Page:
One of the first things you might think about when planning a trip to Iceland is whether to drive the full length of the ring road that goes around the entire country – known as Route 1, and not to be confused with the Golden Circle which is close to Reykjavik and gives you easy access to some key sights that can be seen in a single day.
To assess this, we needed to first know how far it was and how long it would take. The answer to that question is that Iceland’s entire ring road covers 1,317 kilometres and, in theory, can be driven in just 16.5 hours (albeit through non-stop driving – but even if sharing the driving, you would still need to stop to change drivers and to re-fuel!). This also assumes no traffic whatsoever.
Given that you can, in theory, comfortably get all the way around in just two normal-but-long days of driving (8-10 hours), this leaves many people considering how achievable it is for a circumnavigation of the entire country by road, particularly if they are staying in the country for longer.
So how long do you truly need to follow the entire length of the ring road? The general recommendation that I’ve read for this is that realistically you need to allow at least 6 days to drive the route in Summer or at least 12 days if driving in Winter.
We had just 8 days – 9 if you included the day of our departure but, since we had an early morning flight, it really was just 8 days. So, in theory, since we were visiting in Summer, we had more than enough time to do a so-called 6-day road trip.
But the more and more I studied the maps and examined what there is to see and do along the way, I seriously questioned whether 6 days is at all realistic. There are so many natural wonders to see in Iceland that, if you were to drive all the way around in just 6 days, I don’t think you would do any of it justice. Your stops would have to be hurried and you would have to miss out many things that you might otherwise want to see. In short, it just wouldn’t be fun, in my opinion.
Let’s take some of the attractions as an example. If you wanted to see Jökulsárlón Glacier Lagoon and Diamond Beach, which lies on the ring road… are you honestly telling me you’d be happy to stop here, see it and hop back in the car again 20 minutes later? No, I hope not! You want to take it all in… admire the view, maybe wander around the lagoon little, perhaps even go on one of the boat rides. You’ll want to wander from the lagoon to the shore and see the large blocks of ice on the beach, sparkling in the sunshine. You could easily spend at least an hour or two here, and potentially much longer.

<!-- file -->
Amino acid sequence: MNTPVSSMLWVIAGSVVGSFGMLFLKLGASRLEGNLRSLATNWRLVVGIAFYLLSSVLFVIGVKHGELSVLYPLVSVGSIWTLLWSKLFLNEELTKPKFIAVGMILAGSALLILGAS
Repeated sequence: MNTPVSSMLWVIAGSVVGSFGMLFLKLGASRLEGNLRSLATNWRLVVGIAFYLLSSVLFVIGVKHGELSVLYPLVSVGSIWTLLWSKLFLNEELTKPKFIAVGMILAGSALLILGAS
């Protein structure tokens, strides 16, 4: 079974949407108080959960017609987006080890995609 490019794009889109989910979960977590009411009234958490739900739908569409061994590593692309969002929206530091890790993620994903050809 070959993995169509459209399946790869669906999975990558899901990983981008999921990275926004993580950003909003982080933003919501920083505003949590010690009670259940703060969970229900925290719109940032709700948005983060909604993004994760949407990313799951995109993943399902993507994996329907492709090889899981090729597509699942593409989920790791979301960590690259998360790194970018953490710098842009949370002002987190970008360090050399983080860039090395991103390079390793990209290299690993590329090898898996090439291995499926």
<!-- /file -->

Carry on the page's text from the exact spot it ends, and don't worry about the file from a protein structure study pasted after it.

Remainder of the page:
Similarly, there are attractions such as the plane wreck which, although considered to be on the Route 1 ring road, are probably a 45-minute walk away. You probably need to allow at least 2 hours to visit the plane wreck, possibly longer depending on your walking speed and how long you want to spend there.
Waterfalls such as Seljalandsfoss and Skógafoss are the same. They are very close to the ring road so, in theory, you can hop out of your car, take a photograph and be on your way… but where is the fun in that? At Skógafoss, you’ll want to climb the steps to the right which actually takes you along a path you can follow for miles, taking in yet more waterfalls. At Seljandsfoss, you’ll want to follow the path that takes you round the back of the waterfall and maybe even visit the much lesser-known and more difficult to access nearby waterfall of Gljúfrabúi. All of this takes time, but it’s time well spent and I’d sooner be doing things like this than spending most of my time in a car.
It’s also worth mentioning that many of Iceland’s key attractions – particularly for first time visitors – like in the south and west of the country. Given that your trip will no doubt commence from the south-west, either from Keflavik Airport or Reykjavik, you’ll find the greatest concentration of attractions do not necessitate you driving all the way around the country.
Then there are private tours that you might like to consider – for example, we did a Katla ice cave tour that took up an entire morning and a snowmobiling tour that took up most of an afternoon. If your goal is to get around the country in just a handful of days, you’re going to have to forego a lot of these kinds of opportunities.
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And I haven’t even mentioned stopping for meals. Wouldn’t you prefer to stop, sit down and relax with some Icelandic food, rather than just grab some snacks from a service station and press on? Some of Iceland’s famous red hot lava soup, perhaps?
In short, allowing yourself more time to get around the country, or knowing your limitations and choosing not to attempt it if you don’t feel you have enough days, is a very important decision to make. It’s the difference between have a rushed and frantic stay in Iceland or having a much more leisurely one that you can properly enjoy.
Returning to the recommendation of at least 6 days to drive the route in Summer or at least 12 days to drive it in Winter…. it all seems far too hectic and rushed to me. I think it’s more realistic to suggest 10-14 days in Summer and 20-25 days in Winter, and preferably choosing something at the latter end of each of those ranges.
For this reason, since we had just 8 days, we chose not to attempt to drive all the way around. Yes, it could have been done. But I’m glad we made that decision – there was still so much for us to see and do in the time we had available without driving excessive distances. It’s easy to think that you’ll see more by covering more ground, but in this instance I don’t think this would have been the case.
Have you driven the entire ring road? How long did you allocate and did you feel it was enough?
Planning a trip to Iceland yourself? You can watch a video from our trip to Iceland here:
Disclosure: This post is sponsored by Icerental 4×4. Our trip to Iceland was also sponsored by Helly Hansen.